When we say the word "posture," people reflexively sit up straight and move their shoulders back while lifting the chin.
They stay in this position for about five seconds before relaxing back into their normal seated slump.
Poor posture is a problem for our generation of technology-focused occupations, and it causes many musculoskeletal miseries.
The old "sit up straight" line that my mother used on me is more relevant than ever. If I had only known that, 35 years later, I would be spending seven to eight hours a day at a computer, I probably would have listened a little more. As mothers tend to be, she was right.
My postural awareness is better than ever, but still I face discomfort, soreness and muscular fatigue after a big day of computer work. The problem is that it is easy to sacrifice one's own comfort in exchange for more efficiency. A little twinge in the neck occurs but it's no big deal. My wrist goes numb for a few seconds and I shake it out — then keep typing.
These are little signals the body sends to notify workers that they are pushing their bodies too hard and using poor postural and ergonomic technique.
I am as guilty as anyone, particularly because I justify poor posture with the fact that I am generally active outside of work. The trouble with that logic is that physical activity cannot, by itself, counteract the negative musculoskeletal outcomes associated with extended periods of poor posture.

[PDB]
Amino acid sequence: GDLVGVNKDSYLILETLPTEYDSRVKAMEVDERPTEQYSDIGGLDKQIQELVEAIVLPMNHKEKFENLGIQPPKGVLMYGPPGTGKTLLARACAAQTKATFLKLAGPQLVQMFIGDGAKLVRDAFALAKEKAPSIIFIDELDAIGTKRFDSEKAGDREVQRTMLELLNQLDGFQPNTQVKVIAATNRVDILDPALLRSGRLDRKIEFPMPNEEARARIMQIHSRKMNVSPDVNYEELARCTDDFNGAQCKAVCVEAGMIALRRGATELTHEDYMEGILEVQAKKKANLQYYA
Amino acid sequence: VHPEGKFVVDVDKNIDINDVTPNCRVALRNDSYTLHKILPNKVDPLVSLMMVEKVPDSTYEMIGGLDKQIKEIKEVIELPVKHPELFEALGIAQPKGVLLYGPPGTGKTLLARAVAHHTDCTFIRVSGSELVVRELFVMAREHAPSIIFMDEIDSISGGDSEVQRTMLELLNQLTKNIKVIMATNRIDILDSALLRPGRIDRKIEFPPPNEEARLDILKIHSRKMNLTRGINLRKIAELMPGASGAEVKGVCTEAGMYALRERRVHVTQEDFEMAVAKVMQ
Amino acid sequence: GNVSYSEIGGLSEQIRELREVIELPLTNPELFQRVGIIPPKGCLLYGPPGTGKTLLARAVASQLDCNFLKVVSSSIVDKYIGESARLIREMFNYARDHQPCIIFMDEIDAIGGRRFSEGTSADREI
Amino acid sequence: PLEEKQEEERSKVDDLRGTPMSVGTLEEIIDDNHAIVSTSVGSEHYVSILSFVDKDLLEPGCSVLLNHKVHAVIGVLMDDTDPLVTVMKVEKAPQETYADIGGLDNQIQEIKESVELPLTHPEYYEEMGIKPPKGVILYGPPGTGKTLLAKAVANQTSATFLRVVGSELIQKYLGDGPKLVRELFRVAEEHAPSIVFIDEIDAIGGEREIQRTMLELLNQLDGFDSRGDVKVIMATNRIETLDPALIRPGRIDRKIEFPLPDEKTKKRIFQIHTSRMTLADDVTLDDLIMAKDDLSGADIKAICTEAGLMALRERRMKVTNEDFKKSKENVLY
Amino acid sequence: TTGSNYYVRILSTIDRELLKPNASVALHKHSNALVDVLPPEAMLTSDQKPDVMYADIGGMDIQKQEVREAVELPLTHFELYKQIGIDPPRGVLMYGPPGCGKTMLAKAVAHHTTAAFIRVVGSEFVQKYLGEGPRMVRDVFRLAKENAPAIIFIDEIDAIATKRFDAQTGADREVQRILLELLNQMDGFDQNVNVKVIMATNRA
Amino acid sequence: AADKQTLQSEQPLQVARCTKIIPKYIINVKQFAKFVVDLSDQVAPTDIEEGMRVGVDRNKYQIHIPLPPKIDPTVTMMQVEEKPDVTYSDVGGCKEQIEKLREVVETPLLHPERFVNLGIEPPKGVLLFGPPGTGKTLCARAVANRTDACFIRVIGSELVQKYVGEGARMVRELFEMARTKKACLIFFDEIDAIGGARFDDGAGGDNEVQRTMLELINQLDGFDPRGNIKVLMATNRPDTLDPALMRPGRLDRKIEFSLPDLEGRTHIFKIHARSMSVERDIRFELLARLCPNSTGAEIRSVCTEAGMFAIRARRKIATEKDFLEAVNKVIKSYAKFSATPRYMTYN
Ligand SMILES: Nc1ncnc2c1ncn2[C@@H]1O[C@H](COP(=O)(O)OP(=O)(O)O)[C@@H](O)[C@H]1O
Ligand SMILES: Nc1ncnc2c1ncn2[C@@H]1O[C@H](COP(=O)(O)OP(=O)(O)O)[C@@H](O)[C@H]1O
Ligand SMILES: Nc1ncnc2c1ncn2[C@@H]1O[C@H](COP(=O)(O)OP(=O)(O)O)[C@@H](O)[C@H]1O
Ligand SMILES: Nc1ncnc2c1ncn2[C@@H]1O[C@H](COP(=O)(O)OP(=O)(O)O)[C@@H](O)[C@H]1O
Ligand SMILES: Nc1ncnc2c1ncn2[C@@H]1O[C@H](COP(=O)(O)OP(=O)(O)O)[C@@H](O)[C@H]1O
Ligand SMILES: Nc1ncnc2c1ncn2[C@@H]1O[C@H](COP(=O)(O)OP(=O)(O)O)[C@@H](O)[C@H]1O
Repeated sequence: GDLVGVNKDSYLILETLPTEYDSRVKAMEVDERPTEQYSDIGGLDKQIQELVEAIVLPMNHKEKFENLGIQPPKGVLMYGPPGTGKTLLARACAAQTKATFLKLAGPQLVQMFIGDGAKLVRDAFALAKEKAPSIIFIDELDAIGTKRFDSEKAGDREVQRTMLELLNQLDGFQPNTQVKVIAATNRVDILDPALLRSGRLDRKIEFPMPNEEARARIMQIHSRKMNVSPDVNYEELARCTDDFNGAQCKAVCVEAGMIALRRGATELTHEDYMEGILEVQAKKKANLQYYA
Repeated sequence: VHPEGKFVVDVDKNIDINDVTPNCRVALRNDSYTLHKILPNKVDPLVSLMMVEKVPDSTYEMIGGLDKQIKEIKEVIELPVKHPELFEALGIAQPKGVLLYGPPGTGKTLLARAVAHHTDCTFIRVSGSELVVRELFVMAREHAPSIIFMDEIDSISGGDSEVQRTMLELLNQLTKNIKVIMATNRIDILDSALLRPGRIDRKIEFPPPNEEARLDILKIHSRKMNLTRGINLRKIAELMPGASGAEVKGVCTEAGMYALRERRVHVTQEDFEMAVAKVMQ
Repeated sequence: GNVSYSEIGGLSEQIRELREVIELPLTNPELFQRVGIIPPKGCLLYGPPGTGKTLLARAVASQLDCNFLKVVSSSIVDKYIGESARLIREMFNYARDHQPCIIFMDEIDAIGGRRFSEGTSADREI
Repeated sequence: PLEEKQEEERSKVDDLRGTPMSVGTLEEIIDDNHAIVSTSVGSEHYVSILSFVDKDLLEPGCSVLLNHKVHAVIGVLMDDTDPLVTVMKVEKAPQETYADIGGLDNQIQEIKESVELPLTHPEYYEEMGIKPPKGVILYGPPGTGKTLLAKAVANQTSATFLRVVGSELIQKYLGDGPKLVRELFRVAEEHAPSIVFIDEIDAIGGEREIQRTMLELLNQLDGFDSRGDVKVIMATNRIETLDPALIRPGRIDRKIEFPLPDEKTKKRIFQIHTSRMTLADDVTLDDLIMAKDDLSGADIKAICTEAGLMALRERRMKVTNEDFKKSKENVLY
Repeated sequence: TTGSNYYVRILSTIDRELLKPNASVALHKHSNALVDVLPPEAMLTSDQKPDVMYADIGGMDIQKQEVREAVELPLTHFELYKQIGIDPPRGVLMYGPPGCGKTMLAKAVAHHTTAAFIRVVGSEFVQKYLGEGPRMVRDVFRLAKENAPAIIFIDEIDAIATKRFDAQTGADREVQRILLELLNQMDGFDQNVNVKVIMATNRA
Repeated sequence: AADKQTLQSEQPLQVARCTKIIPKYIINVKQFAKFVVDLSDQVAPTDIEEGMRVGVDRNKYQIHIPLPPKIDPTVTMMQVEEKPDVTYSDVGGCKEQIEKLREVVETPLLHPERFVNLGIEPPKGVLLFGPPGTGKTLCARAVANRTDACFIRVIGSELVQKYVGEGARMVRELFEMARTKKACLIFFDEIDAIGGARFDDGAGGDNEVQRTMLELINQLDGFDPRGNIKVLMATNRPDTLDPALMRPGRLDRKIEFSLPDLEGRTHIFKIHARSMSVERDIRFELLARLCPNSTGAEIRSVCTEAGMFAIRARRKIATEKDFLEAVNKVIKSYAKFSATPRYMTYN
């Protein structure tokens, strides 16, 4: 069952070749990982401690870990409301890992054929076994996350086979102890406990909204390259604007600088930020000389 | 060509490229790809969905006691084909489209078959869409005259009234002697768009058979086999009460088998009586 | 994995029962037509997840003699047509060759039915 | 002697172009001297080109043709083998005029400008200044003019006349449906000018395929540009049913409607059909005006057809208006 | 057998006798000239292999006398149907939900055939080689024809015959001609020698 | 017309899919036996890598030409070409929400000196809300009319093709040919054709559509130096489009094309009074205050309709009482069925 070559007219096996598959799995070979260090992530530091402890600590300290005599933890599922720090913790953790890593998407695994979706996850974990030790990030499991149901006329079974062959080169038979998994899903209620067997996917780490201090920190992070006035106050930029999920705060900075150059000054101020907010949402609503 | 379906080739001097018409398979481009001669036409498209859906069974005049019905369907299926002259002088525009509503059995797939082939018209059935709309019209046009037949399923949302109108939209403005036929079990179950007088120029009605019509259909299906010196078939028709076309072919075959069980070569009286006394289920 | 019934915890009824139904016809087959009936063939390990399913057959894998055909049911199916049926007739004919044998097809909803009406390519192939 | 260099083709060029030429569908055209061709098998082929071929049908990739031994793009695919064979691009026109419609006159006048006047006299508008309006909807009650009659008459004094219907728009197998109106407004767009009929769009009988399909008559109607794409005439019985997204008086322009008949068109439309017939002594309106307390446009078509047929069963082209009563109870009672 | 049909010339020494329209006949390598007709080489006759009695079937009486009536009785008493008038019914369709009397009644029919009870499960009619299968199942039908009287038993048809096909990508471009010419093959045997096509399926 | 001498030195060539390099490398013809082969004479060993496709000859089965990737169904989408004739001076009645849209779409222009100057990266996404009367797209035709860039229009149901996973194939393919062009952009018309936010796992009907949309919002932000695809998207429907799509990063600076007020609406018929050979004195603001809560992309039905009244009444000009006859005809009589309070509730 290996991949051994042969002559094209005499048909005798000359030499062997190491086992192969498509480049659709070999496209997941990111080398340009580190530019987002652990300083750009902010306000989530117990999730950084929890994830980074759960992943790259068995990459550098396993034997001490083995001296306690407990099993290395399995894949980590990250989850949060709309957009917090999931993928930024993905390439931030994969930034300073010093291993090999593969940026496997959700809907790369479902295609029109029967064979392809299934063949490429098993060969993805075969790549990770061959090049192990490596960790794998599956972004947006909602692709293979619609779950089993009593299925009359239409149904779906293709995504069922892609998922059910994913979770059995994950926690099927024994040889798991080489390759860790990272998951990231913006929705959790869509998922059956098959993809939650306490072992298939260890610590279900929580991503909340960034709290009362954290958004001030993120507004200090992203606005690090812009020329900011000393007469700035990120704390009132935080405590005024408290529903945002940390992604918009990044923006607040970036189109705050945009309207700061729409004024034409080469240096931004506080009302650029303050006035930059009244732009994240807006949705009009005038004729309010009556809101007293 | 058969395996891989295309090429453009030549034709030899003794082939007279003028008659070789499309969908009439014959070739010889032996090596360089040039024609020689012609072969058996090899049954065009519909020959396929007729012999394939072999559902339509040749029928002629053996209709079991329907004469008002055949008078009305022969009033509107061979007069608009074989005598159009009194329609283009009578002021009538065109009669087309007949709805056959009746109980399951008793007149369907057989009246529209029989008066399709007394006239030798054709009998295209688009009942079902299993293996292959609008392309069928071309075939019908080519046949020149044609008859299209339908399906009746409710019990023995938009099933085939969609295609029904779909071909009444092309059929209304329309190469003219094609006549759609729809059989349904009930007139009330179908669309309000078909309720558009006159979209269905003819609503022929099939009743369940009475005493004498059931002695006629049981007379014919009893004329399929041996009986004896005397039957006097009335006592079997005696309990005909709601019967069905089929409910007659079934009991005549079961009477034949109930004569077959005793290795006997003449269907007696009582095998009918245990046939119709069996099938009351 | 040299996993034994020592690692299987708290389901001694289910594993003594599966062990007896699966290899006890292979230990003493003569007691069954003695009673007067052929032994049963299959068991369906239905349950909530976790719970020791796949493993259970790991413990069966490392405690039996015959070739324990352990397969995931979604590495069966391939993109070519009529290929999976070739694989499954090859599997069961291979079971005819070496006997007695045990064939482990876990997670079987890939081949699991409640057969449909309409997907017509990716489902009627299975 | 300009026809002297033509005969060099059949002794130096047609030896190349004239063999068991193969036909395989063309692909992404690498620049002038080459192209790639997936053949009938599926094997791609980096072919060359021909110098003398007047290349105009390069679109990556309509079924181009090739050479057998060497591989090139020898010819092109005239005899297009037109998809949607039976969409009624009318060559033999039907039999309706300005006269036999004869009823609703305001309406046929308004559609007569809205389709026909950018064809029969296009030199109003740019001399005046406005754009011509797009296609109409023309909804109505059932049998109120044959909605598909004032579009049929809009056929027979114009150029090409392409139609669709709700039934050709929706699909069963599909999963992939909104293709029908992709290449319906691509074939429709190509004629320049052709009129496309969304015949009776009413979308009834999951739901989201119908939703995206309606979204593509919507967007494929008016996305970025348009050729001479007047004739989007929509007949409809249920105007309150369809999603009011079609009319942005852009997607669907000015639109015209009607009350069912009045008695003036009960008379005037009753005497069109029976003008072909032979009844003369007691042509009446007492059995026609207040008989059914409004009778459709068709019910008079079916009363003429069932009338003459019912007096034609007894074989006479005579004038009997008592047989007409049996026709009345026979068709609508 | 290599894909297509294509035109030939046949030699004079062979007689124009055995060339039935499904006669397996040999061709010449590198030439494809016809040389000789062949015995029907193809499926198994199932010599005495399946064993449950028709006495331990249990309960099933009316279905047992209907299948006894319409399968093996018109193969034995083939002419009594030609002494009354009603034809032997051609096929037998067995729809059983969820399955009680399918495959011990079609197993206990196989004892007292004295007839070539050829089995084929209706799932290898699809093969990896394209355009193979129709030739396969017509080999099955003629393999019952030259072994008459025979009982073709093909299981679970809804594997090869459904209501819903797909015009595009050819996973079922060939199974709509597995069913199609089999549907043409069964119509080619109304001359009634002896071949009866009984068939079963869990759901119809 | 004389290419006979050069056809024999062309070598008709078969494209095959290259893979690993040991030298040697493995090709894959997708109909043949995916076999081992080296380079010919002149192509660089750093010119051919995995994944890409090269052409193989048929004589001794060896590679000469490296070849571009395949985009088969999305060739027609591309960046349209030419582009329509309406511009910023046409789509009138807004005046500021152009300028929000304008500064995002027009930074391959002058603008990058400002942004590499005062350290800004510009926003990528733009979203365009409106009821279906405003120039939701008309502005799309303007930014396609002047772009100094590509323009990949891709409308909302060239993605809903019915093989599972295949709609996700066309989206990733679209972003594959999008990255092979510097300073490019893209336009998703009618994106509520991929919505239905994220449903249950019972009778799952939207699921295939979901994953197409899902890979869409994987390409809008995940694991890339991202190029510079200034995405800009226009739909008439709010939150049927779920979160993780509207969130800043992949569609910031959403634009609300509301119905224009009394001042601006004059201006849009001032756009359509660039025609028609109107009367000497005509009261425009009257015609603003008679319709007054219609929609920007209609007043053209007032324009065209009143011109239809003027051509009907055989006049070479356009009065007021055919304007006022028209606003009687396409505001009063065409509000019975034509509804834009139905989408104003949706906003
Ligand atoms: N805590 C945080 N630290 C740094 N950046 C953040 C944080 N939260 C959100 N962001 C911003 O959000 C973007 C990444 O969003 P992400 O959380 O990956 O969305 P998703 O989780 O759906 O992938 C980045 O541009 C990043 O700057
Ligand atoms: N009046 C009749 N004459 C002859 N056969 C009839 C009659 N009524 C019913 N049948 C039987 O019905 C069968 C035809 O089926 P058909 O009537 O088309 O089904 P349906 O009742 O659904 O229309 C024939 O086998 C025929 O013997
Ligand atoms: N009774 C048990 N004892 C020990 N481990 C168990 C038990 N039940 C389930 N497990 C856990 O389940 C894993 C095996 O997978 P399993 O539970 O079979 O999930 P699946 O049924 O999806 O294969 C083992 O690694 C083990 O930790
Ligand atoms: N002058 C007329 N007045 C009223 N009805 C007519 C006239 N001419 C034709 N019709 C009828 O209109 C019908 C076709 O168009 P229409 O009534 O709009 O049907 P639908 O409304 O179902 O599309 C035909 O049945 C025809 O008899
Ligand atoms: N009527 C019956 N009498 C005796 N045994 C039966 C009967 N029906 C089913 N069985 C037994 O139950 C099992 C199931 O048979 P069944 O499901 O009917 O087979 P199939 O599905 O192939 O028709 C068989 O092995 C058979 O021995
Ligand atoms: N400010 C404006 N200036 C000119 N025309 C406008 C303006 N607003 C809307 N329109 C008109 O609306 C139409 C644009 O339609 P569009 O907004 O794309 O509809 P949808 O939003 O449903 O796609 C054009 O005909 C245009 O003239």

Even the fittest of athletes will succumb to neck pain, wrist pain or lower back discomfort if subjected to 40 hours of poor seated posture every week.
So, what's the answer? It is about practice, practice and more practice.
Postural awareness is only valuable if one puts a plan into action.
It is important to stand up every 60 minutes to stretch the neck, chest, back and leg muscles. Walk around the office, backyard or wherever your workstation is. Have a conversation, drink some water and do some little stretching exercises.
This single tip will prevent a lot of problems; but continued good posture also requires muscular strength.
To maintain a solid, upright position at your workstation your muscles must be strong enough to support your body weight. These muscles include the trapezius, rhomboids and spinal erectors (among others).
This week's exercise is designed to strengthen those key postural muscles. It's a simple TRX activity that is appropriate for all fitness levels.
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1. Using both hands, grasp the TRX handles.
2. Stand facing the wall while leaning back with both arms and legs fully extended.
3. Pull your torso halfway up toward the wall and stop.
4. In this position, perform 12 "pulses," which are mini repetitions that only move the torso a few inches up and down. The idea is to keep moving, but keep the range of motion very small and controlled.
5. Perform two sets of 20.
The TRX Pulse Row is a very comfortable exercise that challenges postural muscles with a smooth, easy to understand technique.
Now is the time to activate those upper back muscles in anticipation for a workday filled with upright posture and reduced back fatigue. Let's get it!
Matt Parrott has a doctorate in education (sport studies) and a master's in kinesiology and is certified by the American College of Sports Medicine.